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And the Best Paying College Major is....

May 13, 2013 Jennifer Williamson, Distance Columnist | 0 Comments

Recently, the National Association of Colleges and Employers released a survey reporting on the highest-earning four-year college majors nationwide. It’ll come as no surprise that students in engineering, science, technology, and math-related majors out-earn those in the liberal arts, on average—but according to the survey, these majors also beat out business degrees.

Here’s a look at five of the top ten best-paying college majors*.

Computer engineering majors

The top-earning degree at $70,400 as an average starting salary, computer engineering is looking like a great investment. This degree program integrates the fields of computer science and electrical engineering, providing an education that gives students broad expertise in developing both computer hardware and software. Computer engineers may design microprocessors, circuits, personal or supercomputers, or software.

Chemical engineering majors

This is the second most high-earning degree program, with a $66,400 average starting salary. Chemical engineering majors are also highly challenging, with training in chemistry, physics, biology, microbiology, and biochemistry. Biochemical engineers are able to convert raw chemical materials into more useful substances for industrial and commercial applications. They may work in nanotechnology, alternative fuels, or biomechanical engineering.

Computer science majors

Not the same thing as computer engineering, computer science majors made an average of $64,000 in average starting salary. Computer science degrees involve the study of technical topics such as computer architecture and theory, artificial intelligence, data management and database administration, logic design, and network fundamentals, as well as programming languages. They also include a heavy concentration in algorithms, calculus, statistics, and other mathematical topics.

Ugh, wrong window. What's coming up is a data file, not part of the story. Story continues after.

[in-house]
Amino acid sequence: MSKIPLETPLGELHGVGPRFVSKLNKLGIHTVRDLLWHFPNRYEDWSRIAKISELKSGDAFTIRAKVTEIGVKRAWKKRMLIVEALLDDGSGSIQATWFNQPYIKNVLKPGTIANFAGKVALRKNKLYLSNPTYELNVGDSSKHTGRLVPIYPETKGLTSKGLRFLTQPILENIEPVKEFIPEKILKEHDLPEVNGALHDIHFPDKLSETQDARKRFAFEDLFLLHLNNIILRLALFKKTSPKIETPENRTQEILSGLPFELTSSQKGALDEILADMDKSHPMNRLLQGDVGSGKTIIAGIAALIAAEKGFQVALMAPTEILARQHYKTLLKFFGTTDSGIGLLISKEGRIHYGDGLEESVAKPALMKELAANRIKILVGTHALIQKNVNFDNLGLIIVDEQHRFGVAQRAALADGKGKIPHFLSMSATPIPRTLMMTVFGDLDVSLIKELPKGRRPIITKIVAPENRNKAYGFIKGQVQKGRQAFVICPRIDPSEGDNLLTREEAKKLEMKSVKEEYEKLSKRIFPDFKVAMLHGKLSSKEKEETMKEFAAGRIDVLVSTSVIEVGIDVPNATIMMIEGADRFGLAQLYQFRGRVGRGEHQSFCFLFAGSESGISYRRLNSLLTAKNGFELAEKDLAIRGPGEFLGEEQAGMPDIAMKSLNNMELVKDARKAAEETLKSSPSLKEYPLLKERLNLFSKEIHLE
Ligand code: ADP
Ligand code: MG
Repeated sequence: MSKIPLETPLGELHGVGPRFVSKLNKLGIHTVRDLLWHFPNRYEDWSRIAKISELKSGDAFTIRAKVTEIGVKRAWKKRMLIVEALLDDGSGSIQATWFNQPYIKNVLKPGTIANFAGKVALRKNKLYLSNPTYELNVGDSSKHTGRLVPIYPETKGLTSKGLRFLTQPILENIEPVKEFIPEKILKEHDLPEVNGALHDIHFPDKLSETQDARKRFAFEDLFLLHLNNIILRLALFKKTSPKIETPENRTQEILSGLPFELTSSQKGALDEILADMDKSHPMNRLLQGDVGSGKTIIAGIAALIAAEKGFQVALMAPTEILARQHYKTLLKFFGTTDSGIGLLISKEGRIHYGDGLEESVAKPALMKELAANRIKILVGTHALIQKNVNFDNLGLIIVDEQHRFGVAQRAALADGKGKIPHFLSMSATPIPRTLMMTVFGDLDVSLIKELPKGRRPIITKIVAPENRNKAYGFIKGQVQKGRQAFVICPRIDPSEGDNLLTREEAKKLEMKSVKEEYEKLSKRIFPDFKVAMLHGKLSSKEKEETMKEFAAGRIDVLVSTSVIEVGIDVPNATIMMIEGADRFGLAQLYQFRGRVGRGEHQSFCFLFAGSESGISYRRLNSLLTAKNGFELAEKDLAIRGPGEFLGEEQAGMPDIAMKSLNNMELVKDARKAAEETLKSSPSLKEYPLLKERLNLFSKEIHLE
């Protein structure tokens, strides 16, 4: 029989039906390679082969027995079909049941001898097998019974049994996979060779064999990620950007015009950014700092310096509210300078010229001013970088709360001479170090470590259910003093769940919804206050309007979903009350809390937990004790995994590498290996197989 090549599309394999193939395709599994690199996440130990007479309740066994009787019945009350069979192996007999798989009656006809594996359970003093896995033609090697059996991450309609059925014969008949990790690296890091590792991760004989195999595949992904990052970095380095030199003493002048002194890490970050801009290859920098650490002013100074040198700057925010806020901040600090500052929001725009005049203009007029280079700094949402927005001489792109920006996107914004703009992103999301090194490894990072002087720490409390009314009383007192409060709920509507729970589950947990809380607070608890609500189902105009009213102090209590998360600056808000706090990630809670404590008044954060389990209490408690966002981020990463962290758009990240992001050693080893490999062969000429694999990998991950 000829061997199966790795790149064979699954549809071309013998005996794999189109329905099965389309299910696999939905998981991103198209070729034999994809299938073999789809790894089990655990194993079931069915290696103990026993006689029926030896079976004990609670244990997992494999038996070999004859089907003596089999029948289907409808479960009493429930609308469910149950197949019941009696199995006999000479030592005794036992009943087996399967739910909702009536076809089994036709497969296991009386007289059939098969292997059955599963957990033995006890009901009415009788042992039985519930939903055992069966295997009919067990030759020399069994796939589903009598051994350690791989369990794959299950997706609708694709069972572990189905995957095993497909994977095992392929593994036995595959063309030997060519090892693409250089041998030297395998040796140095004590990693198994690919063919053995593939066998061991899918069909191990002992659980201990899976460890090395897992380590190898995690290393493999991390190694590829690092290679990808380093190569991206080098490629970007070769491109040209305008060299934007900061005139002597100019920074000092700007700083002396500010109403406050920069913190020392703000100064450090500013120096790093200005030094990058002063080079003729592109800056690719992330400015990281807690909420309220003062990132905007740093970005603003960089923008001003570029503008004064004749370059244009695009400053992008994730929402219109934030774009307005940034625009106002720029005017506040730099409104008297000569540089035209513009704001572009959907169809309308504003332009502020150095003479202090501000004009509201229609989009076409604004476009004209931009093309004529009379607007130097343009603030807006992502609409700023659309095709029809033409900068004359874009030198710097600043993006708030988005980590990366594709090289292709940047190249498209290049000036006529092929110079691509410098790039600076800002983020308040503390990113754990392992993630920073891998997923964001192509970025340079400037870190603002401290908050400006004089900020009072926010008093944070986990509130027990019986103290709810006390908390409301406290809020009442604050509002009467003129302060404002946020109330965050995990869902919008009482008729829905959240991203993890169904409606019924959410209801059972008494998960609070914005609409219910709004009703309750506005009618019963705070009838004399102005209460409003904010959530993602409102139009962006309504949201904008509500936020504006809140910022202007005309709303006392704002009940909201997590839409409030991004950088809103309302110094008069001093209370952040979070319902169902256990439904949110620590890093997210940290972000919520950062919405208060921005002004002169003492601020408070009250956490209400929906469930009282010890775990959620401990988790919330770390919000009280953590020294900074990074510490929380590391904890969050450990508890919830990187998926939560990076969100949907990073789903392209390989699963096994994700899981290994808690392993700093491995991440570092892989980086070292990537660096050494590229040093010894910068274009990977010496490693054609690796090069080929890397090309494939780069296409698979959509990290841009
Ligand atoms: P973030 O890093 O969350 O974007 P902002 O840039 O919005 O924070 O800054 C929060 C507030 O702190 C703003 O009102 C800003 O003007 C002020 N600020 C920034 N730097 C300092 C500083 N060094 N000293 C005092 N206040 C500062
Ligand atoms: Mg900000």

Aerospace engineering majors

Aerospace Engineering may be ranked at number 4—earning an average of $64,000 in starting salary per year—but they’re seeing the largest increase, at 8.3% from 2011 to 2012. This branch of engineering is primarily focused on the design and construction of aircraft and spacecraft. Students with this major may wind up designing aircraft for Boeing or spacecraft for NASA.

Mechanical engineering majors

Those majoring in mechanical engineering made approximately $62,900 in average starting salary as of 2012. Mechanical engineering majors study physics and materials science to learn how to design, manufacture, and maintain mechanical systems. It’s an extremely broad field, and one of the oldest engineering disciplines—involving the study of thermodynamics, kinetics, electricity, structural systems, and physical science.

In addition to these top five, other high-paying majors that made the list were systems engineering, industrial engineering, engineering technology, business systems networking, telecommunications, and information sciences and systems. This list tells a clear story—that our economy is growing to reward those with engineering and high-tech degrees in challenging and demanding fields, with immediate, real-world application potential in high-tech and manufacturing industries.

Business majors may not have made it into the top slots—but it’s still not a bad choice to make. The average entry-level earnings for business majors came out to $53,900—as opposed to $61,913 for the engineering degrees surveyed—but business had greater growth between 2011 and 2012, at 4.2% vs. 3.9%. Despite the fact that engineers earn more out of the gate, there still appear to be a strong and growing opportunities for graduates who major in business.

Of course, for many students, it’s hard to choose a major based on earning potential alone. But if engineering is a field you could be interested in, and financial security is important to you, it may be a good investment to earn a degree in this area. If you do, you have a high chance of earning a strong starting salary in a growing field—higher even than the chances of business majors from traditional or accredited online schools.


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